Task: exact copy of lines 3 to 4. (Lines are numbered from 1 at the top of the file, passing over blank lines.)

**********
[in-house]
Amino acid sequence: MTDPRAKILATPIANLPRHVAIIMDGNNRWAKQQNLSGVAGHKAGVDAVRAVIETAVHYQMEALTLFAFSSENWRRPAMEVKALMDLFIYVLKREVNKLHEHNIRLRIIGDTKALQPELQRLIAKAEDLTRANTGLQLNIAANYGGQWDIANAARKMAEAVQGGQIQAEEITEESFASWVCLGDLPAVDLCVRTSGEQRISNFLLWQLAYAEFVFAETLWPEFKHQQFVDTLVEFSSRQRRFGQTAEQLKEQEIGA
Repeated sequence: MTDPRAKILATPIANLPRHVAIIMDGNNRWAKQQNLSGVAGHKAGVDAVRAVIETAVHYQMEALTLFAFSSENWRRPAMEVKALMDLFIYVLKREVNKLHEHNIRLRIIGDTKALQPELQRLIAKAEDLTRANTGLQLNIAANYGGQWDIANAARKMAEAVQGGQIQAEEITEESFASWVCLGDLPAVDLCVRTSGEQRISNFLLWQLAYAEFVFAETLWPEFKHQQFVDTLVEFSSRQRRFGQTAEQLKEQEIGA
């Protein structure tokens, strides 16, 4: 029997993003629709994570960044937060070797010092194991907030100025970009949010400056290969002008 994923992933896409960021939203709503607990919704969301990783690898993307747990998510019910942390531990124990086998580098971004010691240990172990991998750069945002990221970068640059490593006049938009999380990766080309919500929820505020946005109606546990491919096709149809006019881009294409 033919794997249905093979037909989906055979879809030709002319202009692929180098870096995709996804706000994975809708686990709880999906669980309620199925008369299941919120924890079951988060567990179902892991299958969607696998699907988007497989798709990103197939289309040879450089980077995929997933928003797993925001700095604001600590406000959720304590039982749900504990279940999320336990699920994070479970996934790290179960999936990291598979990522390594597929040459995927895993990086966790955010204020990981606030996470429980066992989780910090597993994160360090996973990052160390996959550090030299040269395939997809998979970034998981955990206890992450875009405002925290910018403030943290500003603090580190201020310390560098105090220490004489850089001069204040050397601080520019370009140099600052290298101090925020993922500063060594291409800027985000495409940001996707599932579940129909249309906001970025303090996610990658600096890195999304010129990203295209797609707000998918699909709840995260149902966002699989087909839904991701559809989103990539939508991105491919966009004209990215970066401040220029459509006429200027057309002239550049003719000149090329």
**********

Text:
Repeated sequence: MTDPRAKILATPIANLPRHVAIIMDGNNRWAKQQNLSGVAGHKAGVDAVRAVIETAVHYQMEALTLFAFSSENWRRPAMEVKALMDLFIYVLKREVNKLHEHNIRLRIIGDTKALQPELQRLIAKAEDLTRANTGLQLNIAANYGGQWDIANAARKMAEAVQGGQIQAEEITEESFASWVCLGDLPAVDLCVRTSGEQRISNFLLWQLAYAEFVFAETLWPEFKHQQFVDTLVEFSSRQRRFGQTAEQLKEQEIGA
């Protein structure tokens, strides 16, 4: 029997993003629709994570960044937060070797010092194991907030100025970009949010400056290969002008 994923992933896409960021939203709503607990919704969301990783690898993307747990998510019910942390531990124990086998580098971004010691240990172990991998750069945002990221970068640059490593006049938009999380990766080309919500929820505020946005109606546990491919096709149809006019881009294409 033919794997249905093979037909989906055979879809030709002319202009692929180098870096995709996804706000994975809708686990709880999906669980309620199925008369299941919120924890079951988060567990179902892991299958969607696998699907988007497989798709990103197939289309040879450089980077995929997933928003797993925001700095604001600590406000959720304590039982749900504990279940999320336990699920994070479970996934790290179960999936990291598979990522390594597929040459995927895993990086966790955010204020990981606030996470429980066992989780910090597993994160360090996973990052160390996959550090030299040269395939997809998979970034998981955990206890992450875009405002925290910018403030943290500003603090580190201020310390560098105090220490004489850089001069204040050397601080520019370009140099600052290298101090925020993922500063060594291409800027985000495409940001996707599932579940129909249309906001970025303090996610990658600096890195999304010129990203295209797609707000998918699909709840995260149902966002699989087909839904991701559809989103990539939508991105491919966009004209990215970066401040220029459509006429200027057309002239550049003719000149090329």